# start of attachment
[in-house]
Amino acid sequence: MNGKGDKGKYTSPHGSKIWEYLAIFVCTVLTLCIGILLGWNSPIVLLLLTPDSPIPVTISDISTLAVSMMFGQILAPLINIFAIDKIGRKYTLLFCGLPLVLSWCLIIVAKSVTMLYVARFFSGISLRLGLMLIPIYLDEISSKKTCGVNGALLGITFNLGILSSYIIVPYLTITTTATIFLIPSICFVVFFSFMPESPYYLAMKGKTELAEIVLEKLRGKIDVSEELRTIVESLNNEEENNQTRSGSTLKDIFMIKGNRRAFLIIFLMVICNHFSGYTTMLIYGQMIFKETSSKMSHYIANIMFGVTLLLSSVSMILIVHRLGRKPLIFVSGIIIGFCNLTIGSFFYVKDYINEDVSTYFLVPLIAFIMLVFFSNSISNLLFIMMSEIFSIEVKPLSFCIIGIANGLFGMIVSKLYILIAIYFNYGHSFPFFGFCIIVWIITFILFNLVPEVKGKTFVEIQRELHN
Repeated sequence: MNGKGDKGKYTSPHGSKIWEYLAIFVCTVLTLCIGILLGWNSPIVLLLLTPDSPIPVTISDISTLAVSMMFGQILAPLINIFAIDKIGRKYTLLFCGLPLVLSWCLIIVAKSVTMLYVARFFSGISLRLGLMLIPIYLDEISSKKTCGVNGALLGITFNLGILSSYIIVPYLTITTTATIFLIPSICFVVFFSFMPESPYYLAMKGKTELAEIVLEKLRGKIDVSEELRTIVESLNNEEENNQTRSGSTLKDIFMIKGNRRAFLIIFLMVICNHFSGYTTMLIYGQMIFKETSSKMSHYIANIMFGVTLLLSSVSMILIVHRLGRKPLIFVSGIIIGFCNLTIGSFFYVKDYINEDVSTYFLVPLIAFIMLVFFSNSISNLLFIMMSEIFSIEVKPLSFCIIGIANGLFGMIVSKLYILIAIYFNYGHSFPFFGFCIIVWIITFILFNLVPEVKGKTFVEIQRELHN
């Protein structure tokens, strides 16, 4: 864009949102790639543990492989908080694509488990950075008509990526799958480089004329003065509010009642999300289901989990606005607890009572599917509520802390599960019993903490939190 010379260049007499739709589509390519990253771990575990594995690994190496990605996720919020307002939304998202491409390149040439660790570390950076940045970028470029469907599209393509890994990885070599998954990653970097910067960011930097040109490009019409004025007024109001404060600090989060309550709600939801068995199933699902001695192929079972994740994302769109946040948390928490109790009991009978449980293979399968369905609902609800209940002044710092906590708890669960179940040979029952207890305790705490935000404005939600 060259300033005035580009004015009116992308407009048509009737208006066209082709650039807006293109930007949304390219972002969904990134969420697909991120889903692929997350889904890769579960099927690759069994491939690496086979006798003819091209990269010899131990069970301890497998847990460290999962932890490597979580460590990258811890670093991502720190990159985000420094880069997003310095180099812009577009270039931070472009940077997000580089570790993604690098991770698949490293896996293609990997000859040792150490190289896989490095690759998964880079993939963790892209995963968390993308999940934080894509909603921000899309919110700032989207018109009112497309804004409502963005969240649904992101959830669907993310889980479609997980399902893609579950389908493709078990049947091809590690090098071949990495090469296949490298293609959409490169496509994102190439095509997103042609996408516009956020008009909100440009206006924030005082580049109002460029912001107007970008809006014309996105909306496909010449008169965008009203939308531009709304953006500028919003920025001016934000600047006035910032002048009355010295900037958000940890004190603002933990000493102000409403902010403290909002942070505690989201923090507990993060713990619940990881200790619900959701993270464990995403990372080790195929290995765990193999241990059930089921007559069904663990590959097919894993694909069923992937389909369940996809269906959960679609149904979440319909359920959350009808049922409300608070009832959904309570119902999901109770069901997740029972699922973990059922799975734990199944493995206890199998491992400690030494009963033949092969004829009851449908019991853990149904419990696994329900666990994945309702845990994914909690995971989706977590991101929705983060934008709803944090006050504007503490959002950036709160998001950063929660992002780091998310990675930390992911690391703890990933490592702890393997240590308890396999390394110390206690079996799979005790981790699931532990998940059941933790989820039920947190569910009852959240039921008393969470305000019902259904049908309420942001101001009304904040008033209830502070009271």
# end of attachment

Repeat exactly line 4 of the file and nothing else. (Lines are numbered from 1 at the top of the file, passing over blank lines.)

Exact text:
């Protein structure tokens, strides 16, 4: 864009949102790639543990492989908080694509488990950075008509990526799958480089004329003065509010009642999300289901989990606005607890009572599917509520802390599960019993903490939190 010379260049007499739709589509390519990253771990575990594995690994190496990605996720919020307002939304998202491409390149040439660790570390950076940045970028470029469907599209393509890994990885070599998954990653970097910067960011930097040109490009019409004025007024109001404060600090989060309550709600939801068995199933699902001695192929079972994740994302769109946040948390928490109790009991009978449980293979399968369905609902609800209940002044710092906590708890669960179940040979029952207890305790705490935000404005939600 060259300033005035580009004015009116992308407009048509009737208006066209082709650039807006293109930007949304390219972002969904990134969420697909991120889903692929997350889904890769579960099927690759069994491939690496086979006798003819091209990269010899131990069970301890497998847990460290999962932890490597979580460590990258811890670093991502720190990159985000420094880069997003310095180099812009577009270039931070472009940077997000580089570790993604690098991770698949490293896996293609990997000859040792150490190289896989490095690759998964880079993939963790892209995963968390993308999940934080894509909603921000899309919110700032989207018109009112497309804004409502963005969240649904992101959830669907993310889980479609997980399902893609579950389908493709078990049947091809590690090098071949990495090469296949490298293609959409490169496509994102190439095509997103042609996408516009956020008009909100440009206006924030005082580049109002460029912001107007970008809006014309996105909306496909010449008169965008009203939308531009709304953006500028919003920025001016934000600047006035910032002048009355010295900037958000940890004190603002933990000493102000409403902010403290909002942070505690989201923090507990993060713990619940990881200790619900959701993270464990995403990372080790195929290995765990193999241990059930089921007559069904663990590959097919894993694909069923992937389909369940996809269906959960679609149904979440319909359920959350009808049922409300608070009832959904309570119902999901109770069901997740029972699922973990059922799975734990199944493995206890199998491992400690030494009963033949092969004829009851449908019991853990149904419990696994329900666990994945309702845990994914909690995971989706977590991101929705983060934008709803944090006050504007503490959002950036709160998001950063929660992002780091998310990675930390992911690391703890990933490592702890393997240590308890396999390394110390206690079996799979005790981790699931532990998940059941933790989820039920947190569910009852959240039921008393969470305000019902259904049908309420942001101001009304904040008033209830502070009271």